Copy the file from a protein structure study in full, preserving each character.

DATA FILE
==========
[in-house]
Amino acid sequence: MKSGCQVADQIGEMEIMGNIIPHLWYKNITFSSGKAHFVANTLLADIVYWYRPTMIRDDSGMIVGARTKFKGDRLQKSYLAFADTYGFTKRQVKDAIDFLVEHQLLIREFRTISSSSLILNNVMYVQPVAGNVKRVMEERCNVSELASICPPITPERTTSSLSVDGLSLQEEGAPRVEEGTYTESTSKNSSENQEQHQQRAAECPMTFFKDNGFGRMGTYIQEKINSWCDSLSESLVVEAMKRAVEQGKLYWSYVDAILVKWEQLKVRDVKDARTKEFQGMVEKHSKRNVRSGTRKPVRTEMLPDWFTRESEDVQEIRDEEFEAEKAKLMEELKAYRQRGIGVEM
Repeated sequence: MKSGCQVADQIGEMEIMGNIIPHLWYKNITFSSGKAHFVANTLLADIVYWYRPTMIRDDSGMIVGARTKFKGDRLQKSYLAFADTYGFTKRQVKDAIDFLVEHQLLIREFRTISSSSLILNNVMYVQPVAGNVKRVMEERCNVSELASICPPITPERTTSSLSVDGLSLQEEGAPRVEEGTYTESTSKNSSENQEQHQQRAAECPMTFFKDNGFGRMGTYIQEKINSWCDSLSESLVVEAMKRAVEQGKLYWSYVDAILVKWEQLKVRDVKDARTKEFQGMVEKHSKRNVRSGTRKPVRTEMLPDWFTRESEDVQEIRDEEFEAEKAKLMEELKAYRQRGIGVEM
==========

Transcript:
[in-house]
Amino acid sequence: MKSGCQVADQIGEMEIMGNIIPHLWYKNITFSSGKAHFVANTLLADIVYWYRPTMIRDDSGMIVGARTKFKGDRLQKSYLAFADTYGFTKRQVKDAIDFLVEHQLLIREFRTISSSSLILNNVMYVQPVAGNVKRVMEERCNVSELASICPPITPERTTSSLSVDGLSLQEEGAPRVEEGTYTESTSKNSSENQEQHQQRAAECPMTFFKDNGFGRMGTYIQEKINSWCDSLSESLVVEAMKRAVEQGKLYWSYVDAILVKWEQLKVRDVKDARTKEFQGMVEKHSKRNVRSGTRKPVRTEMLPDWFTRESEDVQEIRDEEFEAEKAKLMEELKAYRQRGIGVEM
Repeated sequence: MKSGCQVADQIGEMEIMGNIIPHLWYKNITFSSGKAHFVANTLLADIVYWYRPTMIRDDSGMIVGARTKFKGDRLQKSYLAFADTYGFTKRQVKDAIDFLVEHQLLIREFRTISSSSLILNNVMYVQPVAGNVKRVMEERCNVSELASICPPITPERTTSSLSVDGLSLQEEGAPRVEEGTYTESTSKNSSENQEQHQQRAAECPMTFFKDNGFGRMGTYIQEKINSWCDSLSESLVVEAMKRAVEQGKLYWSYVDAILVKWEQLKVRDVKDARTKEFQGMVEKHSKRNVRSGTRKPVRTEMLPDWFTRESEDVQEIRDEEFEAEKAKLMEELKAYRQRGIGVEM